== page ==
There you are, just a private person thinking private thoughts, walking down the street, then you turn and stick out your thumb and you're suddenly public property. That moment when you cross the line from pedestrian to hitchhiker [...]. It's weird. (76)
The novel's awareness of Brenda's body as "public property" is clearly gendered, informed by a "geography of fear" that links the female body in public space to sexual vulnerability and the threat of sexual assault. Consequently, the protagonist's body becomes public property by way of hitchhiking, reconfigured here as a form of giving up control over her own corpo-reality and thereby opposing the masculine myth of the hitchhiker's freedom. Throughout the novel, Brenda is haunted by the paradox of physically confined mobility, which demonstrates how she cannot simply leave behind her en-genderedness as a woman. Earlier in the narrative, her representation of life on the road, which she characterizes as a territory of dependence rather than independence, reads like the antithesis to the Beat generation's claim of freedom through mobility. This description of dependencies ridicules the celebration of the open road that the road genre traditionally evokes in the reader:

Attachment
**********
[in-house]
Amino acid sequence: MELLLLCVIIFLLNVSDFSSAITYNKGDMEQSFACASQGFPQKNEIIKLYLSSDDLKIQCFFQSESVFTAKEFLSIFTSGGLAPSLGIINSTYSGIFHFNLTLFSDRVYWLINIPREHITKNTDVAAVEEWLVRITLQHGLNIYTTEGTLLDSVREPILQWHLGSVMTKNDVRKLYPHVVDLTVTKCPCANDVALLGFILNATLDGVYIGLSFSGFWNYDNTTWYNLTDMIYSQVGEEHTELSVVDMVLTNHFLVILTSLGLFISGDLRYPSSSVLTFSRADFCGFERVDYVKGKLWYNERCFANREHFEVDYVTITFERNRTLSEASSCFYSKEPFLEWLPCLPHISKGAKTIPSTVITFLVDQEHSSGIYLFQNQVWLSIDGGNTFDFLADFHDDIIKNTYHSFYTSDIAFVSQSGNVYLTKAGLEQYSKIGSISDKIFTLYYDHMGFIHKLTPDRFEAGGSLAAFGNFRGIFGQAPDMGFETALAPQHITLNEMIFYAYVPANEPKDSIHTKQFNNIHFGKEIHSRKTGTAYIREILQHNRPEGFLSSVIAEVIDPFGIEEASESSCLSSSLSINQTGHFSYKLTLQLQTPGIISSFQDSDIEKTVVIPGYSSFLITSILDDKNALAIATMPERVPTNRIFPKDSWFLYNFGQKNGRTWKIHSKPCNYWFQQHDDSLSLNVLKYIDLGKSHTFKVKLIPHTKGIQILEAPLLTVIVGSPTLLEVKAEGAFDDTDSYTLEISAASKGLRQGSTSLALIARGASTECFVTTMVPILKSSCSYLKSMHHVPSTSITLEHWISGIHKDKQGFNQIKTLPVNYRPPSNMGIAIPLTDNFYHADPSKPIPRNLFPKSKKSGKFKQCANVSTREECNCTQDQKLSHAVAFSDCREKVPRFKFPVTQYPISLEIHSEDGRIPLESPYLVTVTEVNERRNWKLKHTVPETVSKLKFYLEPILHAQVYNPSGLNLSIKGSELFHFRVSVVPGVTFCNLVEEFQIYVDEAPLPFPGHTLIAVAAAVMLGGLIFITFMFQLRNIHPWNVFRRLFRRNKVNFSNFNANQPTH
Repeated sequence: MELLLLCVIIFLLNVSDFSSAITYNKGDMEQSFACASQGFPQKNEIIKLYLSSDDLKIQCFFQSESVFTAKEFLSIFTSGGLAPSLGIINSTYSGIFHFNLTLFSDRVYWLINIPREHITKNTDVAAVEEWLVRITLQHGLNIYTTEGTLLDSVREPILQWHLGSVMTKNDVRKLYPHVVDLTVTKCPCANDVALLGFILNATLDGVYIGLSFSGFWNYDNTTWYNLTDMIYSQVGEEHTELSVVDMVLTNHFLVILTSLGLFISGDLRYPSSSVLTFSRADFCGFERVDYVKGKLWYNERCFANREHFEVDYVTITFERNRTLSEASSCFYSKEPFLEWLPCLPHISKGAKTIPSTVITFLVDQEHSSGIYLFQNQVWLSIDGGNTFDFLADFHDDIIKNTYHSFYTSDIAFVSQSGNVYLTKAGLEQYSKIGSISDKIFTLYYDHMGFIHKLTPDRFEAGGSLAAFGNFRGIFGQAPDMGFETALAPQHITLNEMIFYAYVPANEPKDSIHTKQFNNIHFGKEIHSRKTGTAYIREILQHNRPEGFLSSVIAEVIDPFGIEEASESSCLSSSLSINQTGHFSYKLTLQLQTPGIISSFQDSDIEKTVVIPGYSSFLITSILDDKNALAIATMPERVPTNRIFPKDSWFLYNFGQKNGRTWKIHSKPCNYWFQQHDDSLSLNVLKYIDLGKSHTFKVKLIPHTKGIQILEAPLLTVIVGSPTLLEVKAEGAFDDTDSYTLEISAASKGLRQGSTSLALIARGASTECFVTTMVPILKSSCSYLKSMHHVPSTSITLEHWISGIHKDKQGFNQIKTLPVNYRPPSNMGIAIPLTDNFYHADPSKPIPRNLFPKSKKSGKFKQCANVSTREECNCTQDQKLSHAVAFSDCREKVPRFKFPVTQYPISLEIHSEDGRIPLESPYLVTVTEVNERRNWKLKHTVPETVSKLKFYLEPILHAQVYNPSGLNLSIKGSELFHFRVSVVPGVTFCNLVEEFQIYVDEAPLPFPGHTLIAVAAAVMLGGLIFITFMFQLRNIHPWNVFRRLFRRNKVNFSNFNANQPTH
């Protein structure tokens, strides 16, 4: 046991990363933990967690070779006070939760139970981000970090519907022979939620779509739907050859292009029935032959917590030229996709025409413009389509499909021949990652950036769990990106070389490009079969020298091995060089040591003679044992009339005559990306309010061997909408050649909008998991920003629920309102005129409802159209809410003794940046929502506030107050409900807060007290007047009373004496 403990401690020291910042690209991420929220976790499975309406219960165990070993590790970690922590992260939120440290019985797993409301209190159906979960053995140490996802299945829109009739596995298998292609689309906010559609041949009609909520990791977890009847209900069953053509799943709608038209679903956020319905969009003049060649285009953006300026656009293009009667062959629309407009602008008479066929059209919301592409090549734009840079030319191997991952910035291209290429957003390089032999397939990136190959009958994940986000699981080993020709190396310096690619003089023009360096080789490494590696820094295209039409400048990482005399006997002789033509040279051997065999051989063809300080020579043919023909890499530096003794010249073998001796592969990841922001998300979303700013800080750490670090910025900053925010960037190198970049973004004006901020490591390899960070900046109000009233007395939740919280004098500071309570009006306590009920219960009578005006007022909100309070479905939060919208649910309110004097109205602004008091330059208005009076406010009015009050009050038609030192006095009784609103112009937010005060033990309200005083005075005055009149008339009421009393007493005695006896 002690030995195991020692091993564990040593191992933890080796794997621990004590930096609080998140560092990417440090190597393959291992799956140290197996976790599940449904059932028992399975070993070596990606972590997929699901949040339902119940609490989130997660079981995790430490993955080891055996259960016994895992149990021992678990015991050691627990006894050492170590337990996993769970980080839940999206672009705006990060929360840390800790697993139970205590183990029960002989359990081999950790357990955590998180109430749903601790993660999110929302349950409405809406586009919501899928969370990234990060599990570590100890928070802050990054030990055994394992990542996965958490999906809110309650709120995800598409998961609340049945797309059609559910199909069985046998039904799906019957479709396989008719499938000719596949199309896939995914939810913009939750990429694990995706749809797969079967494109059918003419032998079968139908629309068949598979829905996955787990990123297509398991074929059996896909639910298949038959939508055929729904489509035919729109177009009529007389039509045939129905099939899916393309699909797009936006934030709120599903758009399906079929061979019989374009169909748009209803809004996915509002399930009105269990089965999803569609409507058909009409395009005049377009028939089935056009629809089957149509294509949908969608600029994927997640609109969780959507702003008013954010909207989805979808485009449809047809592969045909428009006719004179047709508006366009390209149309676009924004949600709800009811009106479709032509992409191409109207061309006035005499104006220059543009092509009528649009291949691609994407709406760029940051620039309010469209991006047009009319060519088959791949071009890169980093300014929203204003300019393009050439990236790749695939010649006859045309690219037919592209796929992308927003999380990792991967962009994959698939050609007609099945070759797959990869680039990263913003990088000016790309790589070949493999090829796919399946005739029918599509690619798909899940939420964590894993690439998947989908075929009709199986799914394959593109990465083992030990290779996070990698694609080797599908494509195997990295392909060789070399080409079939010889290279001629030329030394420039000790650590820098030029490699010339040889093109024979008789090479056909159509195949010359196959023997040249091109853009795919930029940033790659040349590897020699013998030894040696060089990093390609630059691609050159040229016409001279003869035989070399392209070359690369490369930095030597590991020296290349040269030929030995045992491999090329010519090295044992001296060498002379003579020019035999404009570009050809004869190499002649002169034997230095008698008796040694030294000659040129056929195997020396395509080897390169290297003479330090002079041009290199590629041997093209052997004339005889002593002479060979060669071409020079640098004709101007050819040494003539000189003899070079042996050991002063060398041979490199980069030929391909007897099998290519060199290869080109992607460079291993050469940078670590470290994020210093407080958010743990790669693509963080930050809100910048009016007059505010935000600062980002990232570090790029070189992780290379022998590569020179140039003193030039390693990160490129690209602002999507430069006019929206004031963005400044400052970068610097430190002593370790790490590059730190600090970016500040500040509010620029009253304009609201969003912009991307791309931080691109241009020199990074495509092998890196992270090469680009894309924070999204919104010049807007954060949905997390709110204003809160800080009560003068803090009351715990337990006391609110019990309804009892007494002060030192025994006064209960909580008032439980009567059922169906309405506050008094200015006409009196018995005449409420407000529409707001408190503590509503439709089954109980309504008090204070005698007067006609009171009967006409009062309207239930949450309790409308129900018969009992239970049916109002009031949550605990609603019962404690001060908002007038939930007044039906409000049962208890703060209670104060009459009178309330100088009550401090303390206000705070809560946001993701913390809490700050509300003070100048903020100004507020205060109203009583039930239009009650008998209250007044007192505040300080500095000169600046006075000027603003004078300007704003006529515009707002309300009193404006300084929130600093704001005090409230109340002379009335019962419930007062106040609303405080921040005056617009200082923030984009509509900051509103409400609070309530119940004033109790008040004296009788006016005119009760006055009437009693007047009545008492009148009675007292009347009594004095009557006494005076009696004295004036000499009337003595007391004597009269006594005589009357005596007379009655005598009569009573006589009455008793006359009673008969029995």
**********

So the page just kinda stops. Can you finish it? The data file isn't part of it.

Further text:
On the road you belong to the world. You depend on strangers to take you places, and often to feed you and take you in; you depend on the weather not to be too cruel to your highly vulnerable self; you depend on your own body not to betray you with sickness or depression. I'm always a little hungry and a little cold. (4)